When you take your first steps into the wine world, it can be extremely overwhelming. Especially if you have not had much experience with wine in your life. There is this daunting energy that can be put off based on movies where wealthy people order obscenely expensive bottles of wine that are 200 years old, from an ancient winery in the South of France. I see a lot of wine misrepresentation in movies, and it frustrates me a little bit, because it’s sends this message that good wine has to be expensive and old. I don’t want to burst your bubble, but I am going to do you a favor, stop pining over ancient wines… and stop “laying down” your bottles of California wine. That $1,100 bottle of wine is not even drinkable, while yes, there was a time that wine was made to be laid down for years and years, that is no longer the popular style, and 98% of wine is intended to be consumed within 5 years. In that 5 five years will your wine age (or change in flavor profile)? Yes, there most likely will be a difference, this largely depends on it’s closure. Corks transfer oxygen, and I know we always say how we avoid oxygenating the wine, but corks are just breathable enough to create an appropriate OTR (oxygen transmission rate), which aids in graceful aging of the wine. This being said, a lot of wineries are experimenting, or have completely switched over to screw caps. I felt some of you cringe just now. Upon doing some research (meaning I tasted a bunch of wine, while reading a plethora of wine articles), I found that screw caps are surprisingly useful, and you can get different liners because the cap itself doesn’t act as a cork, it’s the liner at the top that delivers oxygen at certain rates. You can choose specific liners based on how much aging you want. Most white wines don’t need to age, so these wines will use a cap that has a liner that is not very breathable, while many red wines thrive with some aging, in which case you would choose a liner that breathes more. As I mentioned, wine today is meant to be drank, so, if you absolutely love the way a wine tastes and you don’t want it to age, then using a tighter liner would maintain the integrity of the wine as it tastes the day you bottle it. A lot of bigger wine manufacturers and distributers want their wine to always taste the same year after year. This makes it easier to sell to stores and wine bars, because there is a consistency, and the buyers remember the taste. I notice that wines with screw caps seem to be fresher, and brighter. It may not be traditional, but it’s useful.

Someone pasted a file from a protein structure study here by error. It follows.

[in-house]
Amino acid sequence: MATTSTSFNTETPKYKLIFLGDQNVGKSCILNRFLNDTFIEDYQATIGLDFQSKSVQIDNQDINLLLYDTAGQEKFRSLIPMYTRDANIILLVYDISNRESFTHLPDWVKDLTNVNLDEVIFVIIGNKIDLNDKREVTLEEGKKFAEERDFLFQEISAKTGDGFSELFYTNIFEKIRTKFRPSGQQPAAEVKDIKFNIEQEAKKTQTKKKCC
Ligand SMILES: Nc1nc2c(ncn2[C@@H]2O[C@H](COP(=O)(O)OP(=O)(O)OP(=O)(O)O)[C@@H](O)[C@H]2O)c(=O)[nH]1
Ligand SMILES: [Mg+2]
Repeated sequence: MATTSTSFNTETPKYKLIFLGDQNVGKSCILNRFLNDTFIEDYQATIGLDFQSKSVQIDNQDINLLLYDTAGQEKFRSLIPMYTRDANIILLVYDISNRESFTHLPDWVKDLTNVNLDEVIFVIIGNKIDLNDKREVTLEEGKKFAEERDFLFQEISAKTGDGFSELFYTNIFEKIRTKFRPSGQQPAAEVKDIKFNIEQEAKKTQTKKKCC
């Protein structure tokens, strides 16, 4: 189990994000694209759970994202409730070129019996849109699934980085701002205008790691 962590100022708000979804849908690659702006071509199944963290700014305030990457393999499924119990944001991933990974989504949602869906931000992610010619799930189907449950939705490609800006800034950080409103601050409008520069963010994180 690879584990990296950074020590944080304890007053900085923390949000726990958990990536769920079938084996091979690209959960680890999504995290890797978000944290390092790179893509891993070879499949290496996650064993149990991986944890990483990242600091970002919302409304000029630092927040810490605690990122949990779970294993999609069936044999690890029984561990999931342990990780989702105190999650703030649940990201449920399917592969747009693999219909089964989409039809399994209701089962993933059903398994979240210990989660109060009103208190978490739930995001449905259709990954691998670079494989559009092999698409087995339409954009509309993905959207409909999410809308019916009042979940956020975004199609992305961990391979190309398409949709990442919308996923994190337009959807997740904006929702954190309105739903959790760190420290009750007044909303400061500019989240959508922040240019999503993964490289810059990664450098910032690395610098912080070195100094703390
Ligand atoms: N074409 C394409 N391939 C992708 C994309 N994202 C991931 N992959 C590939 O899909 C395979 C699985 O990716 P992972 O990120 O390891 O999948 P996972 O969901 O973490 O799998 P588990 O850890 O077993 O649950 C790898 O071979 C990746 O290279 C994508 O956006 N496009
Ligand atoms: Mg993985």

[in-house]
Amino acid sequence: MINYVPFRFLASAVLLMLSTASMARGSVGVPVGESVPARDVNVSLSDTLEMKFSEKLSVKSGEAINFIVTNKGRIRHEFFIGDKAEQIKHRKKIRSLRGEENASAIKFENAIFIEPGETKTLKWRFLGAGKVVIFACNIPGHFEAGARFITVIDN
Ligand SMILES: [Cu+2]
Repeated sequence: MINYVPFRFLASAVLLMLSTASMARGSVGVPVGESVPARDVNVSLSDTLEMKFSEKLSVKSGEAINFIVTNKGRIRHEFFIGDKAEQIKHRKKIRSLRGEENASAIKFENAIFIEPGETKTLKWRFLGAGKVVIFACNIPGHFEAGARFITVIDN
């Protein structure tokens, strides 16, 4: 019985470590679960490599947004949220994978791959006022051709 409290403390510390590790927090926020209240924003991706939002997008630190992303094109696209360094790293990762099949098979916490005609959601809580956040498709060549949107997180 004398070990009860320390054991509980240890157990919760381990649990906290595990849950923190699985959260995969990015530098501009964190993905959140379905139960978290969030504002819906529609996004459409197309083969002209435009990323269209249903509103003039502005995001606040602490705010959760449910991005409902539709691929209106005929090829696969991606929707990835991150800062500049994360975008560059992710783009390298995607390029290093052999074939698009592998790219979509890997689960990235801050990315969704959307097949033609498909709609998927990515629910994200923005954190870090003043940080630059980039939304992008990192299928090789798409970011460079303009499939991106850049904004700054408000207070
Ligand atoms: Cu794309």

Speaking of tradition, a lot of wine “rules” aren’t actually rules. That’s one of the funny things with about the wine world, you’ll see a lot of winemakers are very comfortable with tradition. For instance, wine bottle shapes. There is no real reason for a Bordeaux wine, like Cabernet Sauvignon to be in a Bordeaux style bottle, other than, that’s what most winemakers choose, and it makes it easier to locate a wine when you’re familiar with the bottle. The shape of bottles doesn’t effect the taste or whatsoever. There are 12 major shapes of wine bottles,